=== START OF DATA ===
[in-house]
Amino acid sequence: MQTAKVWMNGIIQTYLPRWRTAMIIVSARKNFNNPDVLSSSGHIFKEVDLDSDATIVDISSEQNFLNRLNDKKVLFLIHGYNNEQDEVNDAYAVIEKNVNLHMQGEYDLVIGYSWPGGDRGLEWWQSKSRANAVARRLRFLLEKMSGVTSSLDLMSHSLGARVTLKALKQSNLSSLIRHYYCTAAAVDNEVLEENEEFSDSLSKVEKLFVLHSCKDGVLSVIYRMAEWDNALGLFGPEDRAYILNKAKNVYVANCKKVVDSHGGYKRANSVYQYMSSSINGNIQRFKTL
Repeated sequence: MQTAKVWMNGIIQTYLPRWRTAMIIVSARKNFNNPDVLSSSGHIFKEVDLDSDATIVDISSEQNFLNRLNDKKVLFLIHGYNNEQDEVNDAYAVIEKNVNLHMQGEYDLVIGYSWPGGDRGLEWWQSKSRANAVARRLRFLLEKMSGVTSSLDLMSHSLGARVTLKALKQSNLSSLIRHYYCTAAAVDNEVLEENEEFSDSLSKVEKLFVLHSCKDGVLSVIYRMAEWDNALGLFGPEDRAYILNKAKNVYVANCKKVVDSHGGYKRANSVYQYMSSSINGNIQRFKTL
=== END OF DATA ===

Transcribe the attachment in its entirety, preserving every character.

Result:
[in-house]
Amino acid sequence: MQTAKVWMNGIIQTYLPRWRTAMIIVSARKNFNNPDVLSSSGHIFKEVDLDSDATIVDISSEQNFLNRLNDKKVLFLIHGYNNEQDEVNDAYAVIEKNVNLHMQGEYDLVIGYSWPGGDRGLEWWQSKSRANAVARRLRFLLEKMSGVTSSLDLMSHSLGARVTLKALKQSNLSSLIRHYYCTAAAVDNEVLEENEEFSDSLSKVEKLFVLHSCKDGVLSVIYRMAEWDNALGLFGPEDRAYILNKAKNVYVANCKKVVDSHGGYKRANSVYQYMSSSINGNIQRFKTL
Repeated sequence: MQTAKVWMNGIIQTYLPRWRTAMIIVSARKNFNNPDVLSSSGHIFKEVDLDSDATIVDISSEQNFLNRLNDKKVLFLIHGYNNEQDEVNDAYAVIEKNVNLHMQGEYDLVIGYSWPGGDRGLEWWQSKSRANAVARRLRFLLEKMSGVTSSLDLMSHSLGARVTLKALKQSNLSSLIRHYYCTAAAVDNEVLEENEEFSDSLSKVEKLFVLHSCKDGVLSVIYRMAEWDNALGLFGPEDRAYILNKAKNVYVANCKKVVDSHGGYKRANSVYQYMSSSINGNIQRFKTL